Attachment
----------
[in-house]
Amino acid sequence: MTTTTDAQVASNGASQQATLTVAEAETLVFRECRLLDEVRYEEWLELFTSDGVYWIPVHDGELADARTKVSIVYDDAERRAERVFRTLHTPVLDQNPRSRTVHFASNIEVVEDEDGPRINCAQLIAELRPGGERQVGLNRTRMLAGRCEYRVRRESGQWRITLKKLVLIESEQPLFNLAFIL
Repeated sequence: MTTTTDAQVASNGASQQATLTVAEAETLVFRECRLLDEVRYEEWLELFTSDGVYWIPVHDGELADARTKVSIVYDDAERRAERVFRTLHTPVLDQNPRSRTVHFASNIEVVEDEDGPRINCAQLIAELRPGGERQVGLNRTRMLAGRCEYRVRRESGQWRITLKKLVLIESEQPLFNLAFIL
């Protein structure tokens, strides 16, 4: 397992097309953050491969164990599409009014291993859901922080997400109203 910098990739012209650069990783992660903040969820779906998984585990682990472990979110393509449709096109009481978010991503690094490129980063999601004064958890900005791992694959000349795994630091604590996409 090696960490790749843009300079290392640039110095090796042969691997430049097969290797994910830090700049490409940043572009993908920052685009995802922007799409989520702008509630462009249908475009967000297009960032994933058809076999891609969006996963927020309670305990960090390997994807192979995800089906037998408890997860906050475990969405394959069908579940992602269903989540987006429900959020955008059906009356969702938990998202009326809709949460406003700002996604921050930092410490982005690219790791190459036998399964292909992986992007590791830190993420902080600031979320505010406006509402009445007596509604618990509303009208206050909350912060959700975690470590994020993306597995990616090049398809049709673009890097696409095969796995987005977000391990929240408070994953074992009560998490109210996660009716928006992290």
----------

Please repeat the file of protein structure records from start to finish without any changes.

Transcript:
[in-house]
Amino acid sequence: MTTTTDAQVASNGASQQATLTVAEAETLVFRECRLLDEVRYEEWLELFTSDGVYWIPVHDGELADARTKVSIVYDDAERRAERVFRTLHTPVLDQNPRSRTVHFASNIEVVEDEDGPRINCAQLIAELRPGGERQVGLNRTRMLAGRCEYRVRRESGQWRITLKKLVLIESEQPLFNLAFIL
Repeated sequence: MTTTTDAQVASNGASQQATLTVAEAETLVFRECRLLDEVRYEEWLELFTSDGVYWIPVHDGELADARTKVSIVYDDAERRAERVFRTLHTPVLDQNPRSRTVHFASNIEVVEDEDGPRINCAQLIAELRPGGERQVGLNRTRMLAGRCEYRVRRESGQWRITLKKLVLIESEQPLFNLAFIL
């Protein structure tokens, strides 16, 4: 397992097309953050491969164990599409009014291993859901922080997400109203 910098990739012209650069990783992660903040969820779906998984585990682990472990979110393509449709096109009481978010991503690094490129980063999601004064958890900005791992694959000349795994630091604590996409 090696960490790749843009300079290392640039110095090796042969691997430049097969290797994910830090700049490409940043572009993908920052685009995802922007799409989520702008509630462009249908475009967000297009960032994933058809076999891609969006996963927020309670305990960090390997994807192979995800089906037998408890997860906050475990969405394959069908579940992602269903989540987006429900959020955008059906009356969702938990998202009326809709949460406003700002996604921050930092410490982005690219790791190459036998399964292909992986992007590791830190993420902080600031979320505010406006509402009445007596509604618990509303009208206050909350912060959700975690470590994020993306597995990616090049398809049709673009890097696409095969796995987005977000391990929240408070994953074992009560998490109210996660009716928006992290």